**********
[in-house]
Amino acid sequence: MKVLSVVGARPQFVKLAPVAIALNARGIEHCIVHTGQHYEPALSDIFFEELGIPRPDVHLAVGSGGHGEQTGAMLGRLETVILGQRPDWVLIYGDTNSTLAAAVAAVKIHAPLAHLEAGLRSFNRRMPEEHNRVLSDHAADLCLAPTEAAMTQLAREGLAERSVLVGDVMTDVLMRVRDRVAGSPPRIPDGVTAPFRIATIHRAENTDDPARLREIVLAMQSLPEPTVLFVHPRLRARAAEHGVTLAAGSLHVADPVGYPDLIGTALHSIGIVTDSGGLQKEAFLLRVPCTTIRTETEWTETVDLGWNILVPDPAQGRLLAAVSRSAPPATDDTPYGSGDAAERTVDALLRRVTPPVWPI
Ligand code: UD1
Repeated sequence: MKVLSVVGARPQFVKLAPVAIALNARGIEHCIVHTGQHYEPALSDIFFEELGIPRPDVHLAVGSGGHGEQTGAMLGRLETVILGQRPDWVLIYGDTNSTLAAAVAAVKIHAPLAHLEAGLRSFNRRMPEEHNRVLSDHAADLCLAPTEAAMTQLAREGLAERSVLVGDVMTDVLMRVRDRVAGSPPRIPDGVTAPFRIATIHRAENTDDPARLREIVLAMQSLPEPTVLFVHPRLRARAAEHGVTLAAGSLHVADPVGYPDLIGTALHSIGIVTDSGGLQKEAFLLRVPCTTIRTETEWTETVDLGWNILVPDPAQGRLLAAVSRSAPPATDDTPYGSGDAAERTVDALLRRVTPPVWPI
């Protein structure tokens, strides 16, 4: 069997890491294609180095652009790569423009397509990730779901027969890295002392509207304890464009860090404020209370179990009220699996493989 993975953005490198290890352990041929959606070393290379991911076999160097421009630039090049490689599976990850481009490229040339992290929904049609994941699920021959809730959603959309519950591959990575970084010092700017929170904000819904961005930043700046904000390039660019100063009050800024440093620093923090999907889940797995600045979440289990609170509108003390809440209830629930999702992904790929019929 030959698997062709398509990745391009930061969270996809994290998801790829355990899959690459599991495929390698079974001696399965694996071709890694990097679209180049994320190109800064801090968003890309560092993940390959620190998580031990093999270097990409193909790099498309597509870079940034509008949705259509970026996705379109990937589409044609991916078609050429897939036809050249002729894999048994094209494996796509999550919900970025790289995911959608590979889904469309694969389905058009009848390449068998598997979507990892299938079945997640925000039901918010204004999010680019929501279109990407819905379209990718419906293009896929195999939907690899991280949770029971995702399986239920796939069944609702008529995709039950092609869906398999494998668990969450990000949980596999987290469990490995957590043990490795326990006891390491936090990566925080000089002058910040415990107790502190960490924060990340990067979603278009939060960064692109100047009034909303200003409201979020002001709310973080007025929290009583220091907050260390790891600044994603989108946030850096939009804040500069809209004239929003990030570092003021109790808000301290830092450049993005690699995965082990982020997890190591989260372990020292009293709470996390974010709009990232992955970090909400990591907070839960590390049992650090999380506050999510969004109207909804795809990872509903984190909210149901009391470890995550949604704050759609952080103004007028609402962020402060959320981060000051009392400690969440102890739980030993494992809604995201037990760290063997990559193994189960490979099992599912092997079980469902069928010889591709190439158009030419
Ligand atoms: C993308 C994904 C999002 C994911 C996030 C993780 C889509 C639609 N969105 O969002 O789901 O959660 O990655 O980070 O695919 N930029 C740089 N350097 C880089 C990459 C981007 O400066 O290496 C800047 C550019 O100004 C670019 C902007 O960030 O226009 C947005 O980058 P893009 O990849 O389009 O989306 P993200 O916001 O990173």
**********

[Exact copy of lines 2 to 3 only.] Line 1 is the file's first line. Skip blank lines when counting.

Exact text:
Amino acid sequence: MKVLSVVGARPQFVKLAPVAIALNARGIEHCIVHTGQHYEPALSDIFFEELGIPRPDVHLAVGSGGHGEQTGAMLGRLETVILGQRPDWVLIYGDTNSTLAAAVAAVKIHAPLAHLEAGLRSFNRRMPEEHNRVLSDHAADLCLAPTEAAMTQLAREGLAERSVLVGDVMTDVLMRVRDRVAGSPPRIPDGVTAPFRIATIHRAENTDDPARLREIVLAMQSLPEPTVLFVHPRLRARAAEHGVTLAAGSLHVADPVGYPDLIGTALHSIGIVTDSGGLQKEAFLLRVPCTTIRTETEWTETVDLGWNILVPDPAQGRLLAAVSRSAPPATDDTPYGSGDAAERTVDALLRRVTPPVWPI
Ligand code: UD1